Saturday, November 7, 2009

The Legal Crime of Shanghai Hooks

If you are searching the Chinese internet, a new high-frequency keyword is 钩子 – "hook." It was an innocent young man's blood that brought this word to the media's attention.

(image from

In the evening of October 14th, a tearful 18-year-old man named Sun Zhongjie (孙中界) chopped off his little finger with a kitchen knife, while grieving after being framed by a government "hook."

Sun Zhongjie was a new driver employed by a construction company in Shanghai, and October 14th was his second day at work. That night, on a work-related trip, his car was stopped by a man standing in the middle of the street. The stranger, shivering in the cold weather, climbed into Sun's car uninvited and told Sun that he had something urgent to deal with but couldn't find a taxi or bus. Sun was sympathetic. Considering that the man's stated destination wasn't too far ahead along, he gave him the requested short ride of 1.5 kilometers. The man threw Sun a 10-yuan (=US$1.47) bill, which Sun hadn't asked for. But instead of getting off, the man grabbed Sun's car keys and stepped on the brake pedal. Dumbstruck, Sun's first thought was that he was being robbed.

Only it was not a robbery, but a government scheme, and the hitchhiker was a "hook." A hook's task is to entice a non-taxi driver to provide a ride, so that he'll be able to accuse the driver of operating a "black taxi" without a license. In each successful hook case, the hook gets paid several hundred Yuan, while the driver is fined 10,000 or more, by the local government's Traffic Management Bureau.

While Sun was struggling with the "hook," trying to grab back his car keys, the conspiring traffic police arrived. They dragged Sun out of his car and held him in their van for a couple of hours without showing any ID. Sun was released only after being forced to sign three receipts, which he did not even get to read. He learned that he had been accused of "black taxi" operation afterward, from several others who were also being "hooked" and brought to the police van.

The injustice and agony Sun felt was unbearable. Though newly employed and poor, his first concern wasn't the big fine or the seized car, but that he was unjustly wronged. He was innocent. He gave the stranger a ride for kindness, not money. Now his clean name was tainted by the hook. But where could he go to prove his innocence? When he was being held in the unknown van, he had shouted that he wanted to call the police, but his captors laughed and told him "We are."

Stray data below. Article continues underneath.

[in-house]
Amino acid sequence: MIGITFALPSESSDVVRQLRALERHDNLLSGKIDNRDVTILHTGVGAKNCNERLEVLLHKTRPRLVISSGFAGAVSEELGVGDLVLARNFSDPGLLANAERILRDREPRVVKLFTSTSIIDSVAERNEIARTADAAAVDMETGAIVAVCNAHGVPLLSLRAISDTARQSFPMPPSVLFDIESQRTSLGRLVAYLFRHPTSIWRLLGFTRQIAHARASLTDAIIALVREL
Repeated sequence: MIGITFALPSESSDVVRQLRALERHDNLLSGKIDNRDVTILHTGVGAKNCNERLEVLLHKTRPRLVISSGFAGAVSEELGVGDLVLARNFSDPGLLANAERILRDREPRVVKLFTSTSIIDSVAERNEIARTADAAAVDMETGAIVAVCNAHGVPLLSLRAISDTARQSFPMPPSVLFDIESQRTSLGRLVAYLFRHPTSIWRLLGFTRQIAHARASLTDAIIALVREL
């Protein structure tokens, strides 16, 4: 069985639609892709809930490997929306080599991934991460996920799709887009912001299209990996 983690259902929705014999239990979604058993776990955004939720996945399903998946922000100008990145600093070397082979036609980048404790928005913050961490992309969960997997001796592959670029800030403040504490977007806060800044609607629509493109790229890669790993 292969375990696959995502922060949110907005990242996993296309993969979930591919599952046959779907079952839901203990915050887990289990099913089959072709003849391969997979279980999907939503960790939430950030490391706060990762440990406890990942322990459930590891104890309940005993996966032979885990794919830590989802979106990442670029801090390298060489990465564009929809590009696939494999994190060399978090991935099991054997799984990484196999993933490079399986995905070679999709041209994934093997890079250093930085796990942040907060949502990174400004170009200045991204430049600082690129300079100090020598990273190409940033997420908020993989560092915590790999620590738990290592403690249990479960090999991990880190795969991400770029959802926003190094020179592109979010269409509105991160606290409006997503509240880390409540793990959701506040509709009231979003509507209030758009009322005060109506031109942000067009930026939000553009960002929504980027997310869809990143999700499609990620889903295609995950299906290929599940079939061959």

After returning home, Sun picked up a kitchen knife (the big, heavy kind we Chinese use) and chopped off his left pinkie. The 18-year-old was in so much emotional distress that he did not even feel the pain. He then threw himself in bed and cried, while his severed finger bled unattended. If it were not for his older brother living upstairs, who heard the unusual sound and took him to the hospital immediately, Sun might have bled to death that night.

The next day, on October 15th, young migrant worker Sun Zhongjie appealed to the media for help getting back his good name, and reporters interviewed him in the hospital where he went through an operation to reconnect the severed finger. (A question remains: had Sun not chopped off his finger, would the reporters pay as much attention to his case as they do now?)

Under public and media pressure, five days later, on October 20th, the Traffic Management Bureau of Pudong New District issued an official report of their "investigation results," claming that everything the traffic police did in Sun's case was legal and Sun was truly an illegal taxi driver. The Bureau said their witness was not a hook but a "society member with a sense of righteousness."